Roger Schroeder, 70, served in the U.S. Army from 1969 to 1971 in Germany and Vietnam.
It was 1969, a very exiting year. Woodstock, war protest, draft dodgers, my first job, man on the moon, 500,000 troops in a place called Vietnam.
I received my draft notice to report to the Lima Post Office on Aug. 5 of that year. I remember Dad dropping me off in front of that building where three Greyhound buses sat idling, with a good luck wish and the clothes on my back. There was a roll call where several people did not show up. And from out of the crowd you would hear someone mumble “Canada” and then some laughter.
We took a bus to Columbus to be sworn in, where we found out a couple of people were on a program to avoid prison by joining the Army. At 19 years old, it felt like the end of my world.
We were put on a plane and flown to South Carolina where we spent a couple of days testing. We learned what our future in the military would be. For most of us, including me, it would be light weapons infantry.
They were preparing our bodies as well as our minds for our military future. When we marched, we would always sing cadence. Some of the most popular songs were about “late at night when you’re sleeping Charlie Cong comes a creeping” or “C130 coming down the strip airborne daddy going to take a little trip” or a man named Jody taking your Cadillac and your girlfriend away from you back home. Our targets at the firing range would sometimes be silhouettes of short people wearing Vietnamese cone-shaped hats.
After some training in the states, I was one of the few sent to Germany. Life was good, and I saw a lot of Europe on the weekends for about five months. From there it was 10 days home and off to South Vietnam.
I was assigned to the 23rd Infantry Division, Americal in Chu Lai where we spent about one fourth our time on a hill named San Juan and the rest of our time in the jungle or rice paddies. When you see movies and documentaries of troops jumping off helicopters, wading through rice paddies in single file or cutting through jungle, you are seeing our typical day.
I never really knew what our mission was or if we really even had one. We moved almost every day usually less than a mile and always to a different place. There were 21 of us in our platoon, and we all had very specific responsibilities. There was an officer, medic, radio operator, machine gunner, demo man, point man, tunnel man, etc. To make everything work safely required the ultimate level of teamwork.
We made lots of mistakes and luck was usually with us. But when things went wrong, we paid a price. We were young and grew wise quickly. We never repeated a mistake twice.
It’s been 50 years now and I’ve forgotten lots of the names but I remember some of the nicknames, like names of cities or states or like Mom or New Meat, LT, Doc or Smiley. I will never forget the names of two friends — John Wagner and James Markley — who were killed there, may they rest in peace. We really became a tight group. We knew everything about everyone. I do miss that. We had lots of time to sit and talk and the conversations usually ended up being about home, food, our future and, of course, women. If you had less than 100 days left in country you were considered a short timer, a somewhat respected and envied status.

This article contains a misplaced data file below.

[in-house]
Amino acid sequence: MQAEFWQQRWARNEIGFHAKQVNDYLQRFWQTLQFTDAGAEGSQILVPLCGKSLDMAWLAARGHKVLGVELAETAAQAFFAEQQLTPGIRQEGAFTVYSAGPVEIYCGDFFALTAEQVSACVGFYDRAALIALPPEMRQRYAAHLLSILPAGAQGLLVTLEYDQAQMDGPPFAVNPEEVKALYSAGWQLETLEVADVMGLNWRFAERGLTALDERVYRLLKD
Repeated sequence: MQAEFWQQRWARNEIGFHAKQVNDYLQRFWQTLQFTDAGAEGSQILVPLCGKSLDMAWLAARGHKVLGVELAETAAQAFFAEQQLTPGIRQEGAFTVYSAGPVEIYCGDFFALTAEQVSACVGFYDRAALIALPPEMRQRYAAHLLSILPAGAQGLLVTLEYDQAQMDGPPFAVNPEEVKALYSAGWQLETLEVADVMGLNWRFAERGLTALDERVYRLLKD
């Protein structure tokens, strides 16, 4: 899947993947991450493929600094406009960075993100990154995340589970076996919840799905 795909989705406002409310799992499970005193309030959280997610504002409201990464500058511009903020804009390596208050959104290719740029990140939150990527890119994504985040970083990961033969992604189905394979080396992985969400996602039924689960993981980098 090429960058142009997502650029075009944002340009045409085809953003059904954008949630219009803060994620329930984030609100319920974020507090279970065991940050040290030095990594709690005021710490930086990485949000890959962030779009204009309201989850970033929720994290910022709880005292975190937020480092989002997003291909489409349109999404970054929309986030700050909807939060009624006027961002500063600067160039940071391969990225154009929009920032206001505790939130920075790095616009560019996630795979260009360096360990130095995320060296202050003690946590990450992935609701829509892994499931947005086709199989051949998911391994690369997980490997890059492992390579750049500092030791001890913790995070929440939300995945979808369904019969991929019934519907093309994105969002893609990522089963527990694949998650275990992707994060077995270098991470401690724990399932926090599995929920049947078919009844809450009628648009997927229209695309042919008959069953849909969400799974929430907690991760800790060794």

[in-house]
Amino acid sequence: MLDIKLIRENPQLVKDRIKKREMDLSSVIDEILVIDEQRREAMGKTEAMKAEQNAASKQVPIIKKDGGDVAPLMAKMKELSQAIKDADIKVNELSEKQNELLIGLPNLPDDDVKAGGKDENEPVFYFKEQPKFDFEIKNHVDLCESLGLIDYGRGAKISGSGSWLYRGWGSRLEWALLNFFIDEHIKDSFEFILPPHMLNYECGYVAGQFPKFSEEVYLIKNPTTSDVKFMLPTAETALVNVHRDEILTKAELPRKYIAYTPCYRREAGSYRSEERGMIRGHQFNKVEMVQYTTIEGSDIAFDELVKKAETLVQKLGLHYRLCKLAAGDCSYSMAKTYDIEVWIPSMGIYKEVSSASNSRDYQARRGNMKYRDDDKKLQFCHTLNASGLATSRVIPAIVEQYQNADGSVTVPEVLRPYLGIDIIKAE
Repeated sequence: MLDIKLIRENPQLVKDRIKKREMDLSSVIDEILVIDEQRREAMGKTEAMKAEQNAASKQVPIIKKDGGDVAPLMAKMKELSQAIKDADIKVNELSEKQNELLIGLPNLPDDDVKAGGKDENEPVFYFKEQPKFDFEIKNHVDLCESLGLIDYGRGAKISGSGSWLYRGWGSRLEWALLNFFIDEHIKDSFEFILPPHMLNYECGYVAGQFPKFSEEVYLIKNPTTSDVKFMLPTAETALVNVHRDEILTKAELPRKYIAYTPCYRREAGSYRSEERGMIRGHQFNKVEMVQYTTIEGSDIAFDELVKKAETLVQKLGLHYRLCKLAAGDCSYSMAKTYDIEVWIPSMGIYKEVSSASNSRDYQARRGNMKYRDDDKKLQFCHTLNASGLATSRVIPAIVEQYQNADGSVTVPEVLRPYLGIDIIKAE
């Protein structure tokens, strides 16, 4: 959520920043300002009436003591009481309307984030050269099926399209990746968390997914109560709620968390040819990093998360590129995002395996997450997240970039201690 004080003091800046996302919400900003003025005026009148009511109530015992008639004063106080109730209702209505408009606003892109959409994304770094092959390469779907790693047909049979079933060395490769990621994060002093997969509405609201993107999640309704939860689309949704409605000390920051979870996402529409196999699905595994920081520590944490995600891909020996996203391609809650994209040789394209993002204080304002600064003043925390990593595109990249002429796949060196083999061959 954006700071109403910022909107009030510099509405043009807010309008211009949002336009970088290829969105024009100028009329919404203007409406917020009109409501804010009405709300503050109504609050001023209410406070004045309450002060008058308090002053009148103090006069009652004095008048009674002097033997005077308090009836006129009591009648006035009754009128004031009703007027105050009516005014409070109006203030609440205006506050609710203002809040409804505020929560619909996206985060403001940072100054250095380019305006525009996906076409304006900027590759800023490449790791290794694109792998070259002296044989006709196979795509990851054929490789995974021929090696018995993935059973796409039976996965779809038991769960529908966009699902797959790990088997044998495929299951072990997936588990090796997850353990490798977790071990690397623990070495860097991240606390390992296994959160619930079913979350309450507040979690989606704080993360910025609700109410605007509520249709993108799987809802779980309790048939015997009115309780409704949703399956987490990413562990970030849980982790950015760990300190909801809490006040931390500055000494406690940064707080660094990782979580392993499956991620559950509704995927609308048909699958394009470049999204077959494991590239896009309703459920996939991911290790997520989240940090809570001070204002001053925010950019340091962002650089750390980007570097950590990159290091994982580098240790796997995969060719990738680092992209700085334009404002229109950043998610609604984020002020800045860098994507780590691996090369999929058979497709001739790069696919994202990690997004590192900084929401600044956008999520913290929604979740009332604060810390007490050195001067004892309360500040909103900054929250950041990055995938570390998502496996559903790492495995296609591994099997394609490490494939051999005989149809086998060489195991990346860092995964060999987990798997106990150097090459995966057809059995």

Nights were the most dangerous. As we moved nearly every day, we never really knew the lay of the land. We always tried to remember what everything looked like before sunset. We would try to set up for the evening in a fairly small circle and set up land mines on any entryways. There was always the fear of being overrun. That circle would be held at any cost. Guard duty at night was lonely, prayer helped and sometimes your imagination played tricks on you. Sunrise was always a welcome sight.
I left Vietnam as a sergeant after about 11 months. Back again in the states there was lots of pressure to sign up for more time in the Army but most people, including me, had little interest. There was some valuable experience and discipline learned in those two years. Everyone was a stranger at first, but we all had the military in common and some of us became lifelong friends. You did not want to be a loner.
After some years as a truck mechanic, I took some adult education courses at Vantage Vocational School and was able to pass the postal service test for electronic work. Being a veteran and wounded in Vietnam placed me ahead of some other candidates. The postal service was very friendly to veterans. Many veterans worked there. It was almost like old times again.
In the summer of 1971, I met the love of my life at a local church festival, although I didn’t know it at the time. Oops — I dated her girlfriend first. Life can be funny like that. Eventually Sharon and I met again and were wed in December 1973. We have three wonderful children and their spouses. Like the song goes: “Life’s been good to me so far.”